So it is with those memories that I wish everyone at Western States the best of luck for a safe and fun run.
I’ll be doing foot care at Michigan Bluff and then Sunday morning at the finish line. I hope some of you crewing will have the opportunity to stop by medical at Michigan Bluff and say hi. If you are running the race, I hope you can run past with great looking feet.
But if you need help with blisters or any foot related care, I’ll be there.
Several weeks ago I was interviewed by Gabriella Boston, a reporter for The Washington Post. She emailed me asking whether I was available and when could we talk. When she called we talked for about an hour. She asked all kinds of questions about foot care based on my experiences for runners.
The article came out on the 17th and is worth reading. The title is How Runners Can Keep Their Feet Happy. Sections include, run training, proper footwear, cross training, and foot care. Gabriella interviewed two podiatrists, a physical therapist, and me. Fixing Your Feet is also mentioned in the article. Click on the link in the paragraph above to read the full article. My bet is that you’ll learn something new.
I’ve been on vacation much of the past two weeks and given my time away, have turned to a good friend, Alene Nitzky, an experienced and well qualified ultra runner who wrote an article published at the Coloradoan website. You have heard me go on and on about the importance of god foot care. Here’s another slant, from an ultra runner who has run Badwater and many other ultras.
Runners spend all kinds of money on entry fees, clothing, travel to races, nutritional supplements and race foods. They spend all kinds of time on training, body work, stretching, weight training or cross training.
They worry about their weight, hydration, nutrition, sleep, and preparing for race-day conditions. And most of all, they obsess about finding the right shoe.
But in all this obsession, the two things they forget are the most essential tools they have to carry them from start to finish and go into those expensive running shoes.
Your feet are your base of support. They are the vehicle that carries you forward and through the distance. You can’t run without them. So why do so many runners neglect them?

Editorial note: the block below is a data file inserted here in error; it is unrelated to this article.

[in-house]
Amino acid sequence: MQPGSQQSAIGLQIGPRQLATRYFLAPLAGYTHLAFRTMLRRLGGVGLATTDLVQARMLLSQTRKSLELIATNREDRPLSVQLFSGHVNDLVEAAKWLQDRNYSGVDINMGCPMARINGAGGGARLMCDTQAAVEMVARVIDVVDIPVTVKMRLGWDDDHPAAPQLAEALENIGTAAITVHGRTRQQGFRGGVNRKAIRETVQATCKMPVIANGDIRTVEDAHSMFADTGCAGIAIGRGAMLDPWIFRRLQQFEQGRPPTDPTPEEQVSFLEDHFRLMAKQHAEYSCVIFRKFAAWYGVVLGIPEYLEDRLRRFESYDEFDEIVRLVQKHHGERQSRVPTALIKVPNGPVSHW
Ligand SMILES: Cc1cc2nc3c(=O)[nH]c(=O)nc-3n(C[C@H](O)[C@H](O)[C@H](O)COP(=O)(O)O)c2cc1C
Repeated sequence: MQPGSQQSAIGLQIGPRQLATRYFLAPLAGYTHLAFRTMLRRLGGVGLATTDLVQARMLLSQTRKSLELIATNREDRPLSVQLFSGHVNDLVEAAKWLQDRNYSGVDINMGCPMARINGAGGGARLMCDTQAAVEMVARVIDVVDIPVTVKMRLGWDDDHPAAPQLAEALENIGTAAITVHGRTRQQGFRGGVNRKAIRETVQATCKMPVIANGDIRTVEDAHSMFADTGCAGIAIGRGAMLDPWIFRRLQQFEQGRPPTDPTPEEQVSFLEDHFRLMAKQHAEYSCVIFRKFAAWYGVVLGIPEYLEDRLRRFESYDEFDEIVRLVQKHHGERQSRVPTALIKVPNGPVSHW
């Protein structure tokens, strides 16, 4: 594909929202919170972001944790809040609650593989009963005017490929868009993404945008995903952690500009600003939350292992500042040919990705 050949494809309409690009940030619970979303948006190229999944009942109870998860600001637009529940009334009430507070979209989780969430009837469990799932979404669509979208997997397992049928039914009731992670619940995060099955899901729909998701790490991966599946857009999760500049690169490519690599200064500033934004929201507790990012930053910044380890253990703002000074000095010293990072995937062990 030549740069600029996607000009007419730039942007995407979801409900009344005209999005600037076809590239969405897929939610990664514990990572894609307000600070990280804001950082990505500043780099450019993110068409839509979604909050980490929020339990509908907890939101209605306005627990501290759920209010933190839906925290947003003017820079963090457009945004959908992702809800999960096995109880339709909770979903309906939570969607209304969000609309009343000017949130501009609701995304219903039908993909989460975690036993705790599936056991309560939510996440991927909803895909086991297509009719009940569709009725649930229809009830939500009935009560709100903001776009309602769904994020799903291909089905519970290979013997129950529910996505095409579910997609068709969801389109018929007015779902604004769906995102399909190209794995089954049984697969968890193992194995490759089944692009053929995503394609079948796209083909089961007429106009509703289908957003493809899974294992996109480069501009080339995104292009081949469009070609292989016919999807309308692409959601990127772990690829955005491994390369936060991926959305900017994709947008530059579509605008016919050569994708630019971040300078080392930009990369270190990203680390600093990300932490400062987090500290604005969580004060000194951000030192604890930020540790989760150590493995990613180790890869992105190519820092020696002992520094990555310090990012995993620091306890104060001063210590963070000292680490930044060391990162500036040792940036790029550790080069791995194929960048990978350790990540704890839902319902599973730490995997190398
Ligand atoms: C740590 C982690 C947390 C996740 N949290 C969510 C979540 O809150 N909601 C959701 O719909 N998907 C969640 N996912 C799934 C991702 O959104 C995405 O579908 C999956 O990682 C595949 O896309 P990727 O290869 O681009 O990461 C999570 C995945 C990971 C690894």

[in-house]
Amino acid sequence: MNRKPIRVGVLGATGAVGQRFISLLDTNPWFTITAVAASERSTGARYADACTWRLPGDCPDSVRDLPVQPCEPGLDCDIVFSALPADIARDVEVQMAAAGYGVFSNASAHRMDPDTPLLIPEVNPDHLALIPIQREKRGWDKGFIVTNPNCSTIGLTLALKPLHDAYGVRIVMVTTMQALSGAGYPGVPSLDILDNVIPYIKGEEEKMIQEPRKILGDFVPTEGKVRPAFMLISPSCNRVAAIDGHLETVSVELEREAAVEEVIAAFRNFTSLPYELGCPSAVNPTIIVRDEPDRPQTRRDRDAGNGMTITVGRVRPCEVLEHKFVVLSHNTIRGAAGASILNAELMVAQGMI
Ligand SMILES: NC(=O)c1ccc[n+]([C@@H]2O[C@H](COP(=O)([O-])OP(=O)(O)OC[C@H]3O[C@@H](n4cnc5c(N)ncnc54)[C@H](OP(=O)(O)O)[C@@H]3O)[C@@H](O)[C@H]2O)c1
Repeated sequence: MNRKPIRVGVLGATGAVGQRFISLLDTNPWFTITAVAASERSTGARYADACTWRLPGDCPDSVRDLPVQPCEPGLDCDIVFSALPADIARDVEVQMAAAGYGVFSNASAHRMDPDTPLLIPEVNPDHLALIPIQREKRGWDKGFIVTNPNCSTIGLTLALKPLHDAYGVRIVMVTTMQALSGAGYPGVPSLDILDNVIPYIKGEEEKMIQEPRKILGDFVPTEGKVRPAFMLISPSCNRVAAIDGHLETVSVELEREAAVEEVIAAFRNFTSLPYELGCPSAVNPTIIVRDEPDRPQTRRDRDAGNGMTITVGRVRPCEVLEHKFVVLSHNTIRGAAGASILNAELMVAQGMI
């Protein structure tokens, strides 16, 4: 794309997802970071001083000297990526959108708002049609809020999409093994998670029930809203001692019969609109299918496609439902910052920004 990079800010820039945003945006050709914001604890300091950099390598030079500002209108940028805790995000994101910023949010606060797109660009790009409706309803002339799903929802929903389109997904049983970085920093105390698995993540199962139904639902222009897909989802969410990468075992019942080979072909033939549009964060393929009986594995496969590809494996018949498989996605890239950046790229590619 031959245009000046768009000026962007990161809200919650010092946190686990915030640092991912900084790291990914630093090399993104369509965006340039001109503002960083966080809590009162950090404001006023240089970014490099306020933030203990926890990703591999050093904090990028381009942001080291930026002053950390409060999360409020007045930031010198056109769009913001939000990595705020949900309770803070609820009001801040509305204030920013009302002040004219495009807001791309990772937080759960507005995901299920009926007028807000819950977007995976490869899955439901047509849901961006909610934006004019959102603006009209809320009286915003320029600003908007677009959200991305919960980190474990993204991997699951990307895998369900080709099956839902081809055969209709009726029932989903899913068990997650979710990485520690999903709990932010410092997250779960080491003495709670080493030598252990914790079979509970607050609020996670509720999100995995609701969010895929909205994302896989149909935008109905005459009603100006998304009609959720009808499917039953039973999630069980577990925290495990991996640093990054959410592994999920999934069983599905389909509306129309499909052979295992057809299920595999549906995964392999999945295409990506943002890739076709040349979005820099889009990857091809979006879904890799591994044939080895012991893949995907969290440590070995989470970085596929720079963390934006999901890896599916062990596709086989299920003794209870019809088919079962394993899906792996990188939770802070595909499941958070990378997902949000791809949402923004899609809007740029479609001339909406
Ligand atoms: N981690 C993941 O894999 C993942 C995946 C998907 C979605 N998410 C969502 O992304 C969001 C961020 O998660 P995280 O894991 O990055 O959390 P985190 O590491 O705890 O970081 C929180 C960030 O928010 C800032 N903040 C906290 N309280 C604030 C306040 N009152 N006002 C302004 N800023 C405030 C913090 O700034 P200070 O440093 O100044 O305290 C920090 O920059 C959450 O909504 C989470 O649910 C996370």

You can do all the right training and preparation, wear the right shoes and gear, but if your feet fail you, it can ruin months of hard work.
The problem is lack of foot care. Blisters are just a symptom of the problem. Friction and moisture are the two culprits in creating blisters. Improper hydration plays an important role, too.
Blisters are caused by layers of skin and fabric or debris trapped inside the shoe or sock, combined with friction from running motion. Creases in socks, rough edges inside shoes, and dirt contribute to these rough spots. Calluses that are allowed to develop on feet and are not removed can lead to deep, painful blisters. Rough or jagged toenails can catch on socks, causing the fabric to bunch and rub against the toes.
The role of hydration, especially too little sodium relative to fluid intake, also contributes to blistering. Fluid travels out of the blood vessels into the tissues and separates layers of skin, making shoes tight and contributing to more friction. Check your hands while running. If your hands are swollen, your feet are swollen, too. Popular sports drinks often don’t have enough sodium to replace what is lost during long, hot weather events.
Regular pedicures are helpful. If you don’t want nail polish and all the extras, you can do much of it yourself. Softening and removing calluses over time reduces the likelihood of blisters under these trouble spots. Soften rough, dry spots with lotion when you’re not out running. Keep your toenails trimmed and filed. Underneath the ball of the foot, most people don’t realize they have callouses, and these are a common trouble spot.
Moisture is another problem, even in our dry climate. If you are running trails with stream crossings or crossing snow banks at high altitude, you are also at risk for developing blisters. But even without water crossings, your feet sweat, and moisture in socks and shoes can become a problem.
Keeping your feet as dry as possible helps. If you have a dry pair of shoes and socks to change into after the stream crossings are behind you, that will help.
Use a good sock that wicks moisture away. There are many different brands at specialty running stores. Keep your shoes and socks clean. If you’re running a road marathon, don’t race in shoes or socks you wore on trails. The dirt will stay inside and cause friction.
A foot kit should be part of every runner’s supplies. You can learn how to give yourself a pedicure, how to stock a foot kit and tips for avoiding blisters and other foot problems by doing some research.